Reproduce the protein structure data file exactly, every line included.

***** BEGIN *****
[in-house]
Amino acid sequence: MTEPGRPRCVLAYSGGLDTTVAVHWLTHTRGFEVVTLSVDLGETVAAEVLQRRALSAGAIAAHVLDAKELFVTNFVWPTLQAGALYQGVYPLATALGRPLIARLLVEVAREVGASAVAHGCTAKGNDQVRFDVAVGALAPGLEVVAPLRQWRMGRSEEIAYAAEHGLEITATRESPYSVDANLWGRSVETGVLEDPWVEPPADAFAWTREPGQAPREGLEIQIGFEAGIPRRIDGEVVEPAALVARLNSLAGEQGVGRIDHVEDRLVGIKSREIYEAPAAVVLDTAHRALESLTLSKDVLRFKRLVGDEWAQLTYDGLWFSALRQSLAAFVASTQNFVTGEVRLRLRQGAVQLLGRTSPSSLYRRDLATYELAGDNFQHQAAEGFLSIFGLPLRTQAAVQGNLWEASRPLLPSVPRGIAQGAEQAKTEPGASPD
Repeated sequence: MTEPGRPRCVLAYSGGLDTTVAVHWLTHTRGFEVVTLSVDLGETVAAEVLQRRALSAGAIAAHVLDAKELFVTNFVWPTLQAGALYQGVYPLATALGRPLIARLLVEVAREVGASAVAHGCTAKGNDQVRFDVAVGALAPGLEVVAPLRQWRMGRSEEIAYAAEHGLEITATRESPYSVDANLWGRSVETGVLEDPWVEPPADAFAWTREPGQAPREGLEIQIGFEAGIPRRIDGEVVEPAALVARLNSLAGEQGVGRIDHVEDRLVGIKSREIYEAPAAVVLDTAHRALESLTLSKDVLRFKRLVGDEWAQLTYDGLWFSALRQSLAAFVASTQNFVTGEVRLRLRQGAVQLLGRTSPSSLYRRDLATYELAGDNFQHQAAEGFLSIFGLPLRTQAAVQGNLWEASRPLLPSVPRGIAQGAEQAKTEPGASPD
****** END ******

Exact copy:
[in-house]
Amino acid sequence: MTEPGRPRCVLAYSGGLDTTVAVHWLTHTRGFEVVTLSVDLGETVAAEVLQRRALSAGAIAAHVLDAKELFVTNFVWPTLQAGALYQGVYPLATALGRPLIARLLVEVAREVGASAVAHGCTAKGNDQVRFDVAVGALAPGLEVVAPLRQWRMGRSEEIAYAAEHGLEITATRESPYSVDANLWGRSVETGVLEDPWVEPPADAFAWTREPGQAPREGLEIQIGFEAGIPRRIDGEVVEPAALVARLNSLAGEQGVGRIDHVEDRLVGIKSREIYEAPAAVVLDTAHRALESLTLSKDVLRFKRLVGDEWAQLTYDGLWFSALRQSLAAFVASTQNFVTGEVRLRLRQGAVQLLGRTSPSSLYRRDLATYELAGDNFQHQAAEGFLSIFGLPLRTQAAVQGNLWEASRPLLPSVPRGIAQGAEQAKTEPGASPD
Repeated sequence: MTEPGRPRCVLAYSGGLDTTVAVHWLTHTRGFEVVTLSVDLGETVAAEVLQRRALSAGAIAAHVLDAKELFVTNFVWPTLQAGALYQGVYPLATALGRPLIARLLVEVAREVGASAVAHGCTAKGNDQVRFDVAVGALAPGLEVVAPLRQWRMGRSEEIAYAAEHGLEITATRESPYSVDANLWGRSVETGVLEDPWVEPPADAFAWTREPGQAPREGLEIQIGFEAGIPRRIDGEVVEPAALVARLNSLAGEQGVGRIDHVEDRLVGIKSREIYEAPAAVVLDTAHRALESLTLSKDVLRFKRLVGDEWAQLTYDGLWFSALRQSLAAFVASTQNFVTGEVRLRLRQGAVQLLGRTSPSSLYRRDLATYELAGDNFQHQAAEGFLSIFGLPLRTQAAVQGNLWEASRPLLPSVPRGIAQGAEQAKTEPGASPD